Investor appetite for Permanent TSB shows change in bank’s outlook

Lender has been transformed by rate hikes and Ulster Bank deal

The great bank sell-off continues, not exactly at a breakneck speed, but certainly at a steady one.

The Government and NatWest offloaded about 10 per cent of Permanent TSB shares in a placement on Friday, far more than the three per cent that had been indicated as late as Thursday evening.

The move reduces the Irish taxpayers holding in the lender to just over 57 per cent, while NatWest’s falls below 12 per cent.

Clearly Permanent TSB is still a long way away from getting out of State ownership, but the mood music around the bank that for years had to deal with very real questions about it’s survival has improved dramatically. The deal to buy much of Ulster Bank’s business as it exited the Irish market has transformed PTSB.


At the time details of talks between the two sides emerged in 2021, chief executive Eamonn Crowley seemed almost giddy at what buying €6.1 billion of mortgages and €165 million of microbusiness loans from Ulster Bank could do for his bank. And he’s been proved right.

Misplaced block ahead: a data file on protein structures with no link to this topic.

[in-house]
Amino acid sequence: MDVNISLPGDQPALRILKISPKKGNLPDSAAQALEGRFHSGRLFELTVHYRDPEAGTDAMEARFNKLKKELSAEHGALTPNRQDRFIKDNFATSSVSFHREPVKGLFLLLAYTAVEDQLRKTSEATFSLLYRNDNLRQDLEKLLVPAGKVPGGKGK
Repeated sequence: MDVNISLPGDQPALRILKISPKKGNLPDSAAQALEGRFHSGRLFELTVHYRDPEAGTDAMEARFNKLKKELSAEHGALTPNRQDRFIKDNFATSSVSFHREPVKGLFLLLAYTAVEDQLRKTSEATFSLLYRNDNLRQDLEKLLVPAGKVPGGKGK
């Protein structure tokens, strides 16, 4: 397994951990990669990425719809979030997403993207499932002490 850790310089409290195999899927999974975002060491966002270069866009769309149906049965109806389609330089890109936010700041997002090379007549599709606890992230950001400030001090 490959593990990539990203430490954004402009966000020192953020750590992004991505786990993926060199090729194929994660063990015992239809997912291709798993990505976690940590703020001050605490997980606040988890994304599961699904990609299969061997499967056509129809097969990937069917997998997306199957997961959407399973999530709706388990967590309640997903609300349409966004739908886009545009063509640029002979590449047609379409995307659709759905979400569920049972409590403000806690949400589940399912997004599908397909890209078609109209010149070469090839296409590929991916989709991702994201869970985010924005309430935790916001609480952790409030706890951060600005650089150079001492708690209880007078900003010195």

Not only has that acquisition brought PTSB the sort of scale it desperately needed to compete with the likes of AIB and Bank of Ireland, the sharp increase in interest rates since last summer has bolstered its interest income as mortgage rates rise across the board.

Clearly investors are taking note. The stock has more than doubled since the Ulster Bank talks first emerged, and demand from institutional investors prompted the Government and NatWest to increase the amount of shares they planned to sell this week.

It’s a far cry from the last time the Government holding in PTSB reduced. Back in 2015 the Government cut its holding to 75 per cent from 99.2 per cent when it sold shares as part of an equity raise. At the time those shares traded at €4.50 each. The stock quickly fell away and has not come close to matching that level since.

Things look pretty different now. For years Crowley and his predecessor, Jeremy Masding, dealt with questions around whether it would consider merging with Ulster Bank and create a third banking force. It took Ulster Bank leaving Ireland to make it happen, but that’s effectively what has taken place, and PTSB is reaping the benefits.